FOLSOM LAKE—Anglers in the know and fishing early were still catching king salmon and trout last week. Fish the main body over the river channel, from 35 to 60 feet deep with white hoochies behind silver dodgers and F-7 FlatFish in hot steel or rainbow patterns. The lake is still dropping, so bass are deep and fishing is slow. Drop-shotted Robo-Worms in shad patterns and jigs in crawdad patterns across main points and over submerged rock piles are attracting a few bites.
FEATHER RIVER—Bright salmon were still being caught around Shanghai Bend by trollers and jiggers to the tune of a couple a day. More fish are concentrated just below the Outlet, and fishing continued to be very good, but the fish are darker. The few steelhead up to 4 pounds were being caught in the Low Flow Section on dead-drifted nymphs under indicators, drifted nightcrawlers, and Glo-Bugs.
SACRAMENTO RIVER, Sacramento—Salmon fishing was up and down during the week as pods of salmon worked their way upstream. The Minnow Hole was still producing best for bankies tossing big spinners, and a few were being caught at Discovery Park, as well. There should be another big push of fish as the run begins in earnest on the American River. Fishing for catfish continued to be good in the Deep Water Channel over the levee off the end of Marshall Road. Some stripers were also being caught there on mudsuckers and bloodworms.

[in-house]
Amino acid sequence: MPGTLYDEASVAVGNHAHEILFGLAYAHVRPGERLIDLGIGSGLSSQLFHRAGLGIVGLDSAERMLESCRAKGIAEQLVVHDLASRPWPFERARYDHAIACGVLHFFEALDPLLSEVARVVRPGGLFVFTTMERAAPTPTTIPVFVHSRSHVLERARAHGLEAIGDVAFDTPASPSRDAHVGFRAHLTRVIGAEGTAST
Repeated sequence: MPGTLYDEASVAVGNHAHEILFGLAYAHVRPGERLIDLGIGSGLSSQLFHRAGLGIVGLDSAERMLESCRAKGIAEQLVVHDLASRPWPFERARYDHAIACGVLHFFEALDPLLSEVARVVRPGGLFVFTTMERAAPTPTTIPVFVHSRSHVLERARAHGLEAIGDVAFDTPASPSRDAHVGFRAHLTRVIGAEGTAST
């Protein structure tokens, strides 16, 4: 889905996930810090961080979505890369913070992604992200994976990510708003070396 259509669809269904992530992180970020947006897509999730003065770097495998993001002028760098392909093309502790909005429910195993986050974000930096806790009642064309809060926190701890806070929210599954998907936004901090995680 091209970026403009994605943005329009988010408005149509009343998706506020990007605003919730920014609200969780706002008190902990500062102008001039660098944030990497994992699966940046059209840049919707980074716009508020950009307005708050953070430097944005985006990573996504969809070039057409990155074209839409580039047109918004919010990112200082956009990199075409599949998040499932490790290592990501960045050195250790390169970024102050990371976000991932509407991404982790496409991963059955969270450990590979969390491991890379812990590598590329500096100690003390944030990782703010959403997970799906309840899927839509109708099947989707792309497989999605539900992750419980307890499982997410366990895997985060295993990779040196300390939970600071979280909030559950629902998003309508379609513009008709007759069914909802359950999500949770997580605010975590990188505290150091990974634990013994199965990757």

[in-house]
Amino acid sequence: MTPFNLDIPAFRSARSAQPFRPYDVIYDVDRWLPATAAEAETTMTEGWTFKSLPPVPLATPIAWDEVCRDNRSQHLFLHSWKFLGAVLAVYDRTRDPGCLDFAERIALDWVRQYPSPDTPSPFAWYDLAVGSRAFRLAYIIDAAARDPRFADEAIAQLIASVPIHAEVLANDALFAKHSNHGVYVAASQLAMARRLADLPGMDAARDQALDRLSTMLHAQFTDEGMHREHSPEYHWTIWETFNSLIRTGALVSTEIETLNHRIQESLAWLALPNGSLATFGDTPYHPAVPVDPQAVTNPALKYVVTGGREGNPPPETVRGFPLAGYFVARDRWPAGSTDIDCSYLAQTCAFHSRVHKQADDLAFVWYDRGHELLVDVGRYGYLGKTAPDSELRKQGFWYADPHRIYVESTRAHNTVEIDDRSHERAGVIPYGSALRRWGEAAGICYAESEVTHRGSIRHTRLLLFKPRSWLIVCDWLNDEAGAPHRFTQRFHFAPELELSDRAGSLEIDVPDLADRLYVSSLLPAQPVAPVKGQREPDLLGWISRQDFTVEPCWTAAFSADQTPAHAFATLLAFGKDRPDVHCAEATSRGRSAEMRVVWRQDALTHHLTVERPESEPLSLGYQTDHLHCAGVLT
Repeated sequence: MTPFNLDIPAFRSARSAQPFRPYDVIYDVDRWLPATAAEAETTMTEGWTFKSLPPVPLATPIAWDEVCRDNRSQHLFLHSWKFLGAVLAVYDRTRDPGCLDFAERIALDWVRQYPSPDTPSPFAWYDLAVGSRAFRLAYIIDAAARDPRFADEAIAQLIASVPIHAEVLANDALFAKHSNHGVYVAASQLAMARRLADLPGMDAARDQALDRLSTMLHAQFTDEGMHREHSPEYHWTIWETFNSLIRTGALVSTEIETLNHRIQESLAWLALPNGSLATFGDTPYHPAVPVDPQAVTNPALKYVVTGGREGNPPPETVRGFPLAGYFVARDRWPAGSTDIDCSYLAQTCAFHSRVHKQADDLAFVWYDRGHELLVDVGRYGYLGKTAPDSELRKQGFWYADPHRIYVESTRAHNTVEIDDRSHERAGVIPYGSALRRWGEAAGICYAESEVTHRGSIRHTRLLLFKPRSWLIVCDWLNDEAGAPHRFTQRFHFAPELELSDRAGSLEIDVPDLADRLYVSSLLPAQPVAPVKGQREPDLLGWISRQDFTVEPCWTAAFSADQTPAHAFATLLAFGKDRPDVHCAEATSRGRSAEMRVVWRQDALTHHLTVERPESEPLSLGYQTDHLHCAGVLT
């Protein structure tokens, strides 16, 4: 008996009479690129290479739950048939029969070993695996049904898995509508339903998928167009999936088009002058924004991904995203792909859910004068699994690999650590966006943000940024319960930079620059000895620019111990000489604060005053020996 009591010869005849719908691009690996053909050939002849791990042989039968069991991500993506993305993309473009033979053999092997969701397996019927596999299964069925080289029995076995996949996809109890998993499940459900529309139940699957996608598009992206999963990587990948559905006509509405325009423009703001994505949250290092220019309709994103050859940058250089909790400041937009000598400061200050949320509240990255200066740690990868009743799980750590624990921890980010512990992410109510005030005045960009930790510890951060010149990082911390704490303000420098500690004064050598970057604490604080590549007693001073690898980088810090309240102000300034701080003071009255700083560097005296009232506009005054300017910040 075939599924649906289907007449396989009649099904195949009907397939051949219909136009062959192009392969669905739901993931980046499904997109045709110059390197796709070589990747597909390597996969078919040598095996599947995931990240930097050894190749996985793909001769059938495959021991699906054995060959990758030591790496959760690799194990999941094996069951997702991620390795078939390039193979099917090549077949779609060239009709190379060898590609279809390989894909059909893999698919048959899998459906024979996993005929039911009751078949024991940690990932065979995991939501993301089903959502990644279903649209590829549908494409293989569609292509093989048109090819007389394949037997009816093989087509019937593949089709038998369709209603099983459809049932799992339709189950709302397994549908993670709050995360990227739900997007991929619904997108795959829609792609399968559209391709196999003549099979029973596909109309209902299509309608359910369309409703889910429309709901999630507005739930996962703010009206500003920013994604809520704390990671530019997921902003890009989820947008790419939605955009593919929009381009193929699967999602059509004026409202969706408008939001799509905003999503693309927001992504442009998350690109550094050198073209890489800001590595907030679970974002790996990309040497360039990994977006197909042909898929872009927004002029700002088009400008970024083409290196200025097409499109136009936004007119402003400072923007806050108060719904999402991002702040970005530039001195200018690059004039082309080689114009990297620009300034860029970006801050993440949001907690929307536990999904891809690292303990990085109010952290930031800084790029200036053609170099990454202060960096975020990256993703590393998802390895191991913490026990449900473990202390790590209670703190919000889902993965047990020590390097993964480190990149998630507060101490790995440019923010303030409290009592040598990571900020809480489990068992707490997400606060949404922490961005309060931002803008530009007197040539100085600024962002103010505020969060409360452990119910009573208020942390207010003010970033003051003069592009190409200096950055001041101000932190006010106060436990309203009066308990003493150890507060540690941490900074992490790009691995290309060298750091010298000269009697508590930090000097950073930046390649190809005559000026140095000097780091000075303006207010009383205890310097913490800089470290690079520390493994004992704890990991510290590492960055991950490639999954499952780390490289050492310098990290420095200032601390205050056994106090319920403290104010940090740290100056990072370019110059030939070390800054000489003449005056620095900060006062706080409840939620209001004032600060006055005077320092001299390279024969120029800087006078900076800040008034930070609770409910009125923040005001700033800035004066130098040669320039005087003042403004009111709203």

SACRAMENTO RIVER, Red Bluff—Salmon fishing continued to be very good and getting better and better all the time. But boongoggers are not doing nearly as well as anglers backtrolling plugs or backbouncing roe. Fishing might be great in the morning, but some days the mid-day and afternoon bite is better. Be flexible. Some of the better spots have been Tisdale, Ord Bend, and Hamilton City.
SACRAMENTO RIVER, Redding—Trout fishing continued to be very good with anglers catching a dozen or more fat rainbows from 12 to 20 inches on crickets and trolling small lures, as well as egg patterns and nymphs under indicators.
SACRAMENTO RIVER, Dunsmuir—Trout fishing continued to be in the summer doldrums, except early in the morning and late in the evening. Dunsmuir was better where frequent plants pump up the action. The McCloud has also been only fair.